While no one at work wants to be kept waiting, according to a new study by researchers from Ben-Gurion University of the Negev (BGU) and the University of British Columbia (UBC), reactions to waiting can be managed to reduce aggression that may result.
‘We spend a part of our daily life waiting, and unfortunately, wait time can fuel aggressive tendencies,’ says Dr Dorit Efrat-Treister, from the BGU Guilford Glazer Faculty of Business and Management. ‘Our study examines the relationship between wait time, perceived wait time, and aggressive tendencies from a construal level perspective.’
Construal level refers to how abstract or concrete people perceive, comprehend and interpret the world around them.
Generally, abstract thinking leads to better outcomes, such as more creativity, broader vision and feeling more powerful. However, in the paper published in the Journal of Organizational Behavior, Dr Efrat-Trieste, and UBC researchers Michael Daniels and Sandra Robinson demonstrate that abstract thinking can also lead to undesired outcomes in stressful situations, such as waiting.
‘For example, if you are waiting for someone who is late to meet you, you are better off thinking in concrete terms, like assuming they got stuck in a traffic jam compared with abstract terms, like assuming they are disrespecting you,’ Dr Efrat-Treister says.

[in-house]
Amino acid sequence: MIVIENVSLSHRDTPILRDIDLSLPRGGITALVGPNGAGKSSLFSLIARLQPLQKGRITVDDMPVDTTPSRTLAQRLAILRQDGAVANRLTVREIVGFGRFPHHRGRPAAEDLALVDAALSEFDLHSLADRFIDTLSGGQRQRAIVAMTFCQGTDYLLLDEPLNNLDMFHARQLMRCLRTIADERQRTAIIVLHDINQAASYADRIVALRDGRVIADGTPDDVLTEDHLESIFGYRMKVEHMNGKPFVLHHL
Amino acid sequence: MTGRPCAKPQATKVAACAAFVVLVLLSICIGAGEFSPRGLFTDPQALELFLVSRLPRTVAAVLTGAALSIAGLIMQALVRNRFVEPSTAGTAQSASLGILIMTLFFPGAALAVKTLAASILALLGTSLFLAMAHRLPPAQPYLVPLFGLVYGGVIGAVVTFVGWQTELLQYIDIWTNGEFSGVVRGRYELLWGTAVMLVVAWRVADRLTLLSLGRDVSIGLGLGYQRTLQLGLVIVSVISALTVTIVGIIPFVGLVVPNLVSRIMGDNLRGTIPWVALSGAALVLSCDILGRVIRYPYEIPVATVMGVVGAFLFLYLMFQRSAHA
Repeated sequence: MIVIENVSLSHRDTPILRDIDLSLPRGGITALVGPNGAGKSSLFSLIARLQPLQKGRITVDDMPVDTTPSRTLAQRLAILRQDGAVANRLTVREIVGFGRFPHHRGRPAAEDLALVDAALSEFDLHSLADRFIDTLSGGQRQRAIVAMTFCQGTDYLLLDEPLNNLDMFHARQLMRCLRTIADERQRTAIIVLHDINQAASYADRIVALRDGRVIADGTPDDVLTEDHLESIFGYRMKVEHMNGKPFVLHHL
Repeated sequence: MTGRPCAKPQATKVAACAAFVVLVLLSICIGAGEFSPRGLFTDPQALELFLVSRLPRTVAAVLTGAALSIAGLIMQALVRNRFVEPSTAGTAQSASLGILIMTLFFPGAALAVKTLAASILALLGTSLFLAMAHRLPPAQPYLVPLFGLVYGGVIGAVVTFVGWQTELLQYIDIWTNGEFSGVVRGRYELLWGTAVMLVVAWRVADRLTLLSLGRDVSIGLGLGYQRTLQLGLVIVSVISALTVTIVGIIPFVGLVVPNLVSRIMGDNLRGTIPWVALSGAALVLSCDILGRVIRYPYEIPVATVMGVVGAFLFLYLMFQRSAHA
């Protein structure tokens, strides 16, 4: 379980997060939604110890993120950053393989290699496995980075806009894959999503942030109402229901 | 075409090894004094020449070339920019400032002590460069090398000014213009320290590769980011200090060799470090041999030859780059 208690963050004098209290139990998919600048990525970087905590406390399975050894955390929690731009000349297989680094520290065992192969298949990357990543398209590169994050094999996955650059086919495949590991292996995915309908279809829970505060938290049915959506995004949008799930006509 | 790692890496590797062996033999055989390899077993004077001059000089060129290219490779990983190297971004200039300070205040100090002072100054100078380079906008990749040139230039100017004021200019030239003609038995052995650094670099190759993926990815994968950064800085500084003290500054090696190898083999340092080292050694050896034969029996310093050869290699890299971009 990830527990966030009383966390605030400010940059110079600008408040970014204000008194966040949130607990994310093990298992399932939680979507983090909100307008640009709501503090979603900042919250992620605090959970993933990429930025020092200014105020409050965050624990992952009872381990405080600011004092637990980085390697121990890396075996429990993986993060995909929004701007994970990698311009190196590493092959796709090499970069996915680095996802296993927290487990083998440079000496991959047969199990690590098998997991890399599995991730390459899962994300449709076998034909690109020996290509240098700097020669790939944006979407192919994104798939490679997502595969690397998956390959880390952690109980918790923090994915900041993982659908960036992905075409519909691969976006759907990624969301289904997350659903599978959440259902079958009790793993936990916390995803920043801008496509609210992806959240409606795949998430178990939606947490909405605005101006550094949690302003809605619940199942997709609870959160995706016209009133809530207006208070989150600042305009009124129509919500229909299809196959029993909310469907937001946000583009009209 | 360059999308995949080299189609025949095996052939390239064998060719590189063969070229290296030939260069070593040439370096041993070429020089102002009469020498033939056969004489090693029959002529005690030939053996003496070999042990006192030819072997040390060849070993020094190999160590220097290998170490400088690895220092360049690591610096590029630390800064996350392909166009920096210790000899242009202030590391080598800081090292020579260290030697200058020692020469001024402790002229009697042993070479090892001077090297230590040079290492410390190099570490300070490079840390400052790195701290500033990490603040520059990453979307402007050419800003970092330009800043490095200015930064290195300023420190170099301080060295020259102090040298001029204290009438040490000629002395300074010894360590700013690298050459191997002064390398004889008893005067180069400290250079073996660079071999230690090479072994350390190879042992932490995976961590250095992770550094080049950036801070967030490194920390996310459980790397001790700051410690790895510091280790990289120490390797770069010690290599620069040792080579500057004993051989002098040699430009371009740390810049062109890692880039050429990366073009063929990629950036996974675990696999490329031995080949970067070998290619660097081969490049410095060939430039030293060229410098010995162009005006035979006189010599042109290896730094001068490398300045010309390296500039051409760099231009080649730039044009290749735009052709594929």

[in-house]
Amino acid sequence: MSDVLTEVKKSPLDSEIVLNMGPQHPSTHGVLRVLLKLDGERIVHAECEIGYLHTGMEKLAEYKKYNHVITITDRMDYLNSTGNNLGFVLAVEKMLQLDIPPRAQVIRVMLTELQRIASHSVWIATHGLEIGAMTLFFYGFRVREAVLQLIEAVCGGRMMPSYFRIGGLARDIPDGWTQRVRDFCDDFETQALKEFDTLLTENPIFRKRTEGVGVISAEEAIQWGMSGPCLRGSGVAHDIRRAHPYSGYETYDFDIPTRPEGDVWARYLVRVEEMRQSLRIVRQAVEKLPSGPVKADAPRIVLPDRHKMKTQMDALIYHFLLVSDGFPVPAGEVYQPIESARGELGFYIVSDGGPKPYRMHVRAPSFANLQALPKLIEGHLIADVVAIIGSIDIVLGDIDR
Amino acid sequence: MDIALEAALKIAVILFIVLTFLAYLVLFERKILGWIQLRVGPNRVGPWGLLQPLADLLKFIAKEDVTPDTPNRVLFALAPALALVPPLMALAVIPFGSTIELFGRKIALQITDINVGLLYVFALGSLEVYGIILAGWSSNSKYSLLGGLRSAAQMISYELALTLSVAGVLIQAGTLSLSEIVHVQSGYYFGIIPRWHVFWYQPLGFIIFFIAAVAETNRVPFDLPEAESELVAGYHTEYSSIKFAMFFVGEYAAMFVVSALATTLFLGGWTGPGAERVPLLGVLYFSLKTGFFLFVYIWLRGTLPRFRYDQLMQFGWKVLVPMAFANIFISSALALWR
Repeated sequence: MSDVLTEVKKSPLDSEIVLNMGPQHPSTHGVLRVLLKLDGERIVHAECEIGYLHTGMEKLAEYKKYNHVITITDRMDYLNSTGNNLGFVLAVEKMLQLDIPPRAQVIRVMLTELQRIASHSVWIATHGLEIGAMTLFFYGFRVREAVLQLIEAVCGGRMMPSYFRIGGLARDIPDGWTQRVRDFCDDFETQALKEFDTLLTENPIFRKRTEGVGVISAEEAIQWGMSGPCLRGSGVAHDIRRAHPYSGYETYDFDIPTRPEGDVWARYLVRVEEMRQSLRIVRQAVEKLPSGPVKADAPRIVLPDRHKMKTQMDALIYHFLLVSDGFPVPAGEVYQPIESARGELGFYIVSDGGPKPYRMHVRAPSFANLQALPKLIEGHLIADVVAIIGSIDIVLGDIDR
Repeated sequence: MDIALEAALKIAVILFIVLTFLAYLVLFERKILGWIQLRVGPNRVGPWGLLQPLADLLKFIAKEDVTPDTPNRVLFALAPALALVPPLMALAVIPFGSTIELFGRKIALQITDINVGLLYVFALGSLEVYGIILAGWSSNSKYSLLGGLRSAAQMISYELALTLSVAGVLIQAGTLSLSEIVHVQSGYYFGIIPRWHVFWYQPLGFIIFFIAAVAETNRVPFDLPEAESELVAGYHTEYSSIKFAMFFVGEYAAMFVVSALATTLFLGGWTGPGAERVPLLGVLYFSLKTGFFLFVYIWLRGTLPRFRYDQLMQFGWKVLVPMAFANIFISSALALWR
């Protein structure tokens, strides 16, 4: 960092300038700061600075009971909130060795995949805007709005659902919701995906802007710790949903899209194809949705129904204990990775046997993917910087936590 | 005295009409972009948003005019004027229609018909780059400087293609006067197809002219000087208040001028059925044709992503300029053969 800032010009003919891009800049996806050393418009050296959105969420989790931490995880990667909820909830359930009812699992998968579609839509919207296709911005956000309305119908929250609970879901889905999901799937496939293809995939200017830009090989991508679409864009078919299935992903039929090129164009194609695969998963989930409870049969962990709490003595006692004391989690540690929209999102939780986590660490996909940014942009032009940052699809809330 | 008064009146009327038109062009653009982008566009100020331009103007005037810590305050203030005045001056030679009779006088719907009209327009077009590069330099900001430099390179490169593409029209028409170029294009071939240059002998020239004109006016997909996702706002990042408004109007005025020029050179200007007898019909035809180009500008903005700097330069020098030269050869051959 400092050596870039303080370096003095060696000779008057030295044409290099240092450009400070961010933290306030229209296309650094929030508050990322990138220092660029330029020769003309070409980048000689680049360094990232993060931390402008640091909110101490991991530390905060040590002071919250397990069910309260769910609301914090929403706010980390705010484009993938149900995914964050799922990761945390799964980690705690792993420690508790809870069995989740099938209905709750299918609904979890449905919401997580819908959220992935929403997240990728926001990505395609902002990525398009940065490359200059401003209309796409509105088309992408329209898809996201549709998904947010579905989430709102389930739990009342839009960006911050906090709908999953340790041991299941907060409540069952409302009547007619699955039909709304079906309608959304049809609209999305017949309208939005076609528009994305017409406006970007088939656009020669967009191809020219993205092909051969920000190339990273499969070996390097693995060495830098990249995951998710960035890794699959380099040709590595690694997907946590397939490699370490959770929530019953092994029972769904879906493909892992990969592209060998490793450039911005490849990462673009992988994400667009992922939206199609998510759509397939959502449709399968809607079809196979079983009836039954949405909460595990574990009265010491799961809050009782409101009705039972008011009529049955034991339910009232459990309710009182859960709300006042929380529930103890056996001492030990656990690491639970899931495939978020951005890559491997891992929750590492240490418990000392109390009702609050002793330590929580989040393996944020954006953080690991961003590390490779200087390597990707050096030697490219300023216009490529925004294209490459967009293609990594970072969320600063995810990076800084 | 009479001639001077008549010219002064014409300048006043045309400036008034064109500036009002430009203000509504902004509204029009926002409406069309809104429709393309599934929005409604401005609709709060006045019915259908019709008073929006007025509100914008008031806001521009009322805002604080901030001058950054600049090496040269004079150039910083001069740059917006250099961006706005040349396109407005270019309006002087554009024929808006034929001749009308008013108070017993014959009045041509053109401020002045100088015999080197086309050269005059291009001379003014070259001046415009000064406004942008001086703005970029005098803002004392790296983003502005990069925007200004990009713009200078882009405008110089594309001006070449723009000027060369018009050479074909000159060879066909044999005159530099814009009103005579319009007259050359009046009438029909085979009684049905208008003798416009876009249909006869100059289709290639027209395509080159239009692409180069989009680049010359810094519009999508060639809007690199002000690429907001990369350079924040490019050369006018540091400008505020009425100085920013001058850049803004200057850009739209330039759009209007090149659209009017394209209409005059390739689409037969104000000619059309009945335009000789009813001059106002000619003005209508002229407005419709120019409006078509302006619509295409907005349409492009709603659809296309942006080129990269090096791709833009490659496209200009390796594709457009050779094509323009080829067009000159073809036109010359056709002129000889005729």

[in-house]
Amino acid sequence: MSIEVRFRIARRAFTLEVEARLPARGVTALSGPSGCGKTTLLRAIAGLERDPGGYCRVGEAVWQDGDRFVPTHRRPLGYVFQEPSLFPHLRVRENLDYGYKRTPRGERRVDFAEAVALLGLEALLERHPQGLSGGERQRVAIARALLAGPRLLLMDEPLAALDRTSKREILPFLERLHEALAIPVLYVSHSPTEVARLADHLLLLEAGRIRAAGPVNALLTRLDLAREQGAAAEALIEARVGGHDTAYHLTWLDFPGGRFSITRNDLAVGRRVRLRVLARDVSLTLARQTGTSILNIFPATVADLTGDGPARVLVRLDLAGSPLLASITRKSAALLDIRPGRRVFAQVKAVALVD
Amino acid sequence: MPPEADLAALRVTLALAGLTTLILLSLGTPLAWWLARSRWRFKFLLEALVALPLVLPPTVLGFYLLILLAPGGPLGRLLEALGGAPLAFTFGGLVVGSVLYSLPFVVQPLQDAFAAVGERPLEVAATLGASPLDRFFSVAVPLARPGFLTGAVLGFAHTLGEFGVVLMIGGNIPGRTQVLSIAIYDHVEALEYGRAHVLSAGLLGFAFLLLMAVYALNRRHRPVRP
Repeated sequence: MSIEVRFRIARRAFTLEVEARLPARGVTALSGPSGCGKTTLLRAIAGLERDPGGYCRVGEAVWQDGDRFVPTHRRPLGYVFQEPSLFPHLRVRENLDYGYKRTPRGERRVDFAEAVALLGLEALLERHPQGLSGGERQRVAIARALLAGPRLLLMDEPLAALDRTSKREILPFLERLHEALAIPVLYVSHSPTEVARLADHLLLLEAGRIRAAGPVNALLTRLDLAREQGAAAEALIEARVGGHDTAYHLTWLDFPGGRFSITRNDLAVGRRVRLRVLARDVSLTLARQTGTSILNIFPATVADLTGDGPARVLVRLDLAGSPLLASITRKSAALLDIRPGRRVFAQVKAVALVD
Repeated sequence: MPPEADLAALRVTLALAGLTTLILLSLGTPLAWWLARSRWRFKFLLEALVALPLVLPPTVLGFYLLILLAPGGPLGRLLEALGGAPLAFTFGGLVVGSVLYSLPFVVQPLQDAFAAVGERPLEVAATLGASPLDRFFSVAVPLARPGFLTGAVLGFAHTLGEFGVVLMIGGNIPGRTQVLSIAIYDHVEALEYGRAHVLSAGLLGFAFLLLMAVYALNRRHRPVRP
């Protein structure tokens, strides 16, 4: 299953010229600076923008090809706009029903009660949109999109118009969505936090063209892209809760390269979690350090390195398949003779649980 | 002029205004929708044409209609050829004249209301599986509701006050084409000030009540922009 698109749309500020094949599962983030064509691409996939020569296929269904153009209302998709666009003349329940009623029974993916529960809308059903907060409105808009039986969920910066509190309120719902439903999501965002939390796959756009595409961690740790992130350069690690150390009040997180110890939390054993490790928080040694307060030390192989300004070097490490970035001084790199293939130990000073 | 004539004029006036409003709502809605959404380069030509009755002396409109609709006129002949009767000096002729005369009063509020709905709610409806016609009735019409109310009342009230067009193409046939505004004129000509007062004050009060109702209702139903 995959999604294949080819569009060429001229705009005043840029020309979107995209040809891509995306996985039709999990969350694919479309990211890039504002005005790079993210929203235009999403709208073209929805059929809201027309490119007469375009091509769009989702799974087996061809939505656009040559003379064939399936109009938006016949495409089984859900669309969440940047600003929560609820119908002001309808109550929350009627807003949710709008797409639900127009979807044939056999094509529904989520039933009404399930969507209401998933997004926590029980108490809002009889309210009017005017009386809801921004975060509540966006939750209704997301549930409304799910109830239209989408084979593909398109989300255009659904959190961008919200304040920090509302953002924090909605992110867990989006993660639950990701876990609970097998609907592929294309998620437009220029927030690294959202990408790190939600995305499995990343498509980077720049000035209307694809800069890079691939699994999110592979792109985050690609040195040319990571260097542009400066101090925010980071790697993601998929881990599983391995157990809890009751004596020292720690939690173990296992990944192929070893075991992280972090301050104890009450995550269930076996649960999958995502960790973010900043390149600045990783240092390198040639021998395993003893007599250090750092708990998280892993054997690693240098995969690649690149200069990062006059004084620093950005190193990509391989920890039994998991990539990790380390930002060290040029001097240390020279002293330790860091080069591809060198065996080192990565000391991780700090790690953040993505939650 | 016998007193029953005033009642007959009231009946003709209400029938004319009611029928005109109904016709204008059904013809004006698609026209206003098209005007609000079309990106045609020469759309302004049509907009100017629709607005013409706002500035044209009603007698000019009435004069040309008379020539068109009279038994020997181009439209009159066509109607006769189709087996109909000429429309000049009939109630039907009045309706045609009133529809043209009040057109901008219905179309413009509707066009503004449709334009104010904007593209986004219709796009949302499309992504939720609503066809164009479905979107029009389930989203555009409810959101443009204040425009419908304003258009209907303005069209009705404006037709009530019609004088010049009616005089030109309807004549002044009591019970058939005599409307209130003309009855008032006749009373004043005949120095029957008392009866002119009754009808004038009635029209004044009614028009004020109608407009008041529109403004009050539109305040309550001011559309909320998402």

‘When someone is late for a call, if you think abstractly, you may think they don’t respect your time, or they don’t think the call is important, and therefore you might get angry. But if you think they may have just misplaced your number or got another call first, you won’t become so annoyed.’
In the experiments, the researchers arranged a meeting of people in a lab and each were told their partner was late. Sitting in separate rooms, each waited for 30 seconds, 5 minutes, or 10 minutes. Those that were prompted to think abstractly perceived the waiting time as longer, and reacted more aggressively than those that were led to think concretely.
Generation Y and Z participants had an especially difficult time in the experiment without their smartphones. They started banging on the desks or fidgeting, and self-reported high levels of aggression after waiting for even short durations of time.
‘We showed that the level of abstractness influences how long or short someone perceives actual wait time. Therefore, we can influence the perception of the wait time and thus manage aggression,’ Dr Efrat-Treister says.
It can be both costly and difficult for organisations to reduce real wait time and may require additional resources aren’t available. As the study shows, managers can reduce the perception of wait time without adding resources by priming people to think more concretely, and distracting them from the time that has passed.
‘For example, medical offices might want to install video monitors with concrete information that distracts from long wait times,’ Dr Efrat-Treister says. ‘The leader of a meeting can focus on getting started and on the agenda rather than focusing on why a partner is late. Any concrete focus that prevents abstract thinking about waiting can be helpful.’
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